Tuesday, 25 November 2014

Bad Mothering 101


Situation normal. Within about ten minutes of their return from school today, both my kids had cracked the shits with me. One had stormed off muttering. The other was sitting at the dining table staring out the window munching on seventeen slices of sourdough toast and a jug of chicken soup. 

Crime Number One.
Miss 14 has applied for a middle-school leadership role. This is very big deal. Trust me. You have no idea quite how BIG.  The pressure’s not coming from me. Yes, I want her to have all the opportunities for growth that come with assuming responsibility. Yes, if she deserves it, and works for it, then I want her to have it. Of course I do. I want her to be all that she can be.

But I really honestly and truly do not give fat rat’s rear-end about what Bitchy-Miss-X or Loud-Missy-Y or even the Amazing-Zedster might have to say about who should get what. And although it’s clear that the sky WILL fall if Prissy-Britches is declared House Captain, and the earth WILL stop turning if Teachers-Pet-Lad is made Middle-school Captain, there’s buggar-all I can do about it. But of course that's not the point. Not the point at all.

And I was listening. I swear I was. I even thought I was making a sympathetic of-course-I’m-listening kind of a face. But obviously I wasn't. Very obviously I wasn't. Because it seems that I "oh dear"ed when I should have  "gee wow"ed. At which point she paused for just long enough to give me the exact look she would wear if she stood in dog poo.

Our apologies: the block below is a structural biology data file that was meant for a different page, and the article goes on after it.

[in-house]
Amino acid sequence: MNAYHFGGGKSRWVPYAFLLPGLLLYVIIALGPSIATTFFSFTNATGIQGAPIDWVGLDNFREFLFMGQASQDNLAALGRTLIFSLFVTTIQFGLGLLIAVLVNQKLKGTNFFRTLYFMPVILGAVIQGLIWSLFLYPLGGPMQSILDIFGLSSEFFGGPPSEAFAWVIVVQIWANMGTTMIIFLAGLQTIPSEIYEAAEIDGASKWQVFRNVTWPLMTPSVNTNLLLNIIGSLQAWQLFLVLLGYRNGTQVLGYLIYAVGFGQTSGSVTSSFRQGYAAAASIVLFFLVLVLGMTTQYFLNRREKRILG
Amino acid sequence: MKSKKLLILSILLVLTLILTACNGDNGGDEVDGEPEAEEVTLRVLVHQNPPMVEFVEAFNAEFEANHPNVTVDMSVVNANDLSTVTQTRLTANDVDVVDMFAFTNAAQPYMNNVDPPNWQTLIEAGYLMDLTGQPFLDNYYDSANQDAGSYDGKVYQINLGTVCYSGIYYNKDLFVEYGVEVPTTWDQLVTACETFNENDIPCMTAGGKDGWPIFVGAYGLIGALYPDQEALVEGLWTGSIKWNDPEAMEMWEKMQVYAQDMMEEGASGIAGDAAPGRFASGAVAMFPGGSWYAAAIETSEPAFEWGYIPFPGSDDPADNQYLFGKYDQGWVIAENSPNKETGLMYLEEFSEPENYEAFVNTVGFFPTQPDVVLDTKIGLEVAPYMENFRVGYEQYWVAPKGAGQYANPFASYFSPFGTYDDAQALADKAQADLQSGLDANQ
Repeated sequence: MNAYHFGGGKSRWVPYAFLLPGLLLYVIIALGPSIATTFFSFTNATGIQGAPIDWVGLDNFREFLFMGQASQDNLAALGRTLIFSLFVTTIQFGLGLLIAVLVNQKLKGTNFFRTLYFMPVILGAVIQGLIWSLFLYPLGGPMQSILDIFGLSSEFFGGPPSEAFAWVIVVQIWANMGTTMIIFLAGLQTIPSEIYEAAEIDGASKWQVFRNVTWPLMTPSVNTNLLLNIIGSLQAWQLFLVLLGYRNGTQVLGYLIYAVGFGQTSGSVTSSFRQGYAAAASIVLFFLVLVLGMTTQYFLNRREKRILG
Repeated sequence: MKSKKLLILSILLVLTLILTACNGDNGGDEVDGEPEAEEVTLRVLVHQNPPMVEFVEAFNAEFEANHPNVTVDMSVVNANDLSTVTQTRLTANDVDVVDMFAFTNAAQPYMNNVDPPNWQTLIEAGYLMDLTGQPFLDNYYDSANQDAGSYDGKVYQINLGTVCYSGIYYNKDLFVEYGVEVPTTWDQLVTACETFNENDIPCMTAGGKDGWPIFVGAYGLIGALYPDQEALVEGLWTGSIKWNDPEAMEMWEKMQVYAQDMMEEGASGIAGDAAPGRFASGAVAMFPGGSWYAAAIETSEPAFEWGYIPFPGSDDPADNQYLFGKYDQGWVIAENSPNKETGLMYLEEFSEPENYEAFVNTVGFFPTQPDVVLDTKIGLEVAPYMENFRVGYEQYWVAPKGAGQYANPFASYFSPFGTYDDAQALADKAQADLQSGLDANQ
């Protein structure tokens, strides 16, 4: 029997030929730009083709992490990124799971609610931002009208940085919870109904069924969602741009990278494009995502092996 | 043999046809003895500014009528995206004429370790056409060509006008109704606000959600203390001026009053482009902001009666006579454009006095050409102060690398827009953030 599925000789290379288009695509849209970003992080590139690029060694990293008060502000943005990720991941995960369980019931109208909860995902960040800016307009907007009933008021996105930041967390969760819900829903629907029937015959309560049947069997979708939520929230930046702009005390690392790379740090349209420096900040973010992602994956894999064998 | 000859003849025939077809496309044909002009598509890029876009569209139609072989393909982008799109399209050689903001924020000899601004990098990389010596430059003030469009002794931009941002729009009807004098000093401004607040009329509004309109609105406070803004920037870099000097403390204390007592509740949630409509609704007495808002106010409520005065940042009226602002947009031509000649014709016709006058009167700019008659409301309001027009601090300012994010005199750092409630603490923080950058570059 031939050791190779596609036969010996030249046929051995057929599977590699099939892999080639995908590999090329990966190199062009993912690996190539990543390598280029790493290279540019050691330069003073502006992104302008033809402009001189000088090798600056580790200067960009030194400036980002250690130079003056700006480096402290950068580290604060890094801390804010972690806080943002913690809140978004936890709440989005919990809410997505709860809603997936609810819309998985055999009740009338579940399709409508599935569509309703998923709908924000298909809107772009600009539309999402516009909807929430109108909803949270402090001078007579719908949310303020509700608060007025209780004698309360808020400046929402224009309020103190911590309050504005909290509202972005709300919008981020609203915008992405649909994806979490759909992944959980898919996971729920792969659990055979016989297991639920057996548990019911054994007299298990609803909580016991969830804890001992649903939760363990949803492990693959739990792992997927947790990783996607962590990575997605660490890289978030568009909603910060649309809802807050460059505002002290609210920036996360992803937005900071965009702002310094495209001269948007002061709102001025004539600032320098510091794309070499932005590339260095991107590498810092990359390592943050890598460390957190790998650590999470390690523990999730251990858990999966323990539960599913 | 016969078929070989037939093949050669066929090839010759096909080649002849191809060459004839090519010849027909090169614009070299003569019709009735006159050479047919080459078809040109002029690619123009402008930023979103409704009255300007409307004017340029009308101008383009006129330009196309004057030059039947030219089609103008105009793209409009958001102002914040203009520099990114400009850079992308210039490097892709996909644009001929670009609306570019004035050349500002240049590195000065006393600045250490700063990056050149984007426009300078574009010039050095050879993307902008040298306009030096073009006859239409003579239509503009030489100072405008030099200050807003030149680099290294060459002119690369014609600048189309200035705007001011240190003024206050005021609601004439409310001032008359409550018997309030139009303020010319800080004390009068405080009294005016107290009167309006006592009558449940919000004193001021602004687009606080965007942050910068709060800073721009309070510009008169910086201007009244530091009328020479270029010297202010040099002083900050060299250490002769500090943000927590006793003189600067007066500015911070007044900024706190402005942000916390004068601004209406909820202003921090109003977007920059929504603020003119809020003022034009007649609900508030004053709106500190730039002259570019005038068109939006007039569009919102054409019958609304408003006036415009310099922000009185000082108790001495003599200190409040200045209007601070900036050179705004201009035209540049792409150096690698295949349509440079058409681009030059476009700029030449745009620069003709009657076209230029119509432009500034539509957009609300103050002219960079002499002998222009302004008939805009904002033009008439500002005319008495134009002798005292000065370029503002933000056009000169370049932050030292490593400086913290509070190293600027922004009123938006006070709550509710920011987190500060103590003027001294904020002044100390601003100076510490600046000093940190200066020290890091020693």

So I smiled to try to placate her.
And before you could say “One Direction suck bad" she was stomping towards the stairs trailing a muffled ‘Oh just don't even worry about it then' like wet toilet paper from the bottom of her shoe.
Note to self: Next time just nod. Say nothing; do nothing else. Remember Rule 652 in The Handbook for Parenting Girls: when confronted by a disgruntled teen-princess, do not speak unless there is a pause of at least 5.6 seconds duration in her oration.

And above all, never... never... forget Rule 651: No uninvited smiling. Ever. It does not placate. It provokes. Uninvited smiling creates the impression that you do not believe there is
any genuine cause for upset and said smile will therefore be construed as a barbed and vicious criticism of the distressed speaker.
Never smile at a teen-princess who has lost her gruntle. You WILL be punished.

Crime Number Two
Mr 16 likes to disconnect himself from all other living things by means of ear-buds whenever possible. This minimises the likelihood of being drawn into another meaningless discussion about the need for study or any further annoying reference to the smell of fermenting socks coming from his darkened room.

He also likes to lounge about watching ESPN (simultaneously playing a game on his phone and social networking on his computer…or vice versa) while enjoying his after-school ‘snack’.

Today, I asked him not to take his food with him as he headed for the sanctity of the television. And I gave him two reasons for my request. Firstly, his father, having just returned from an extended business trip to the other side of the planet, was sitting at the kitchen counter and would love to have a chat with him.
Response to reason number one: ‘Hmph’.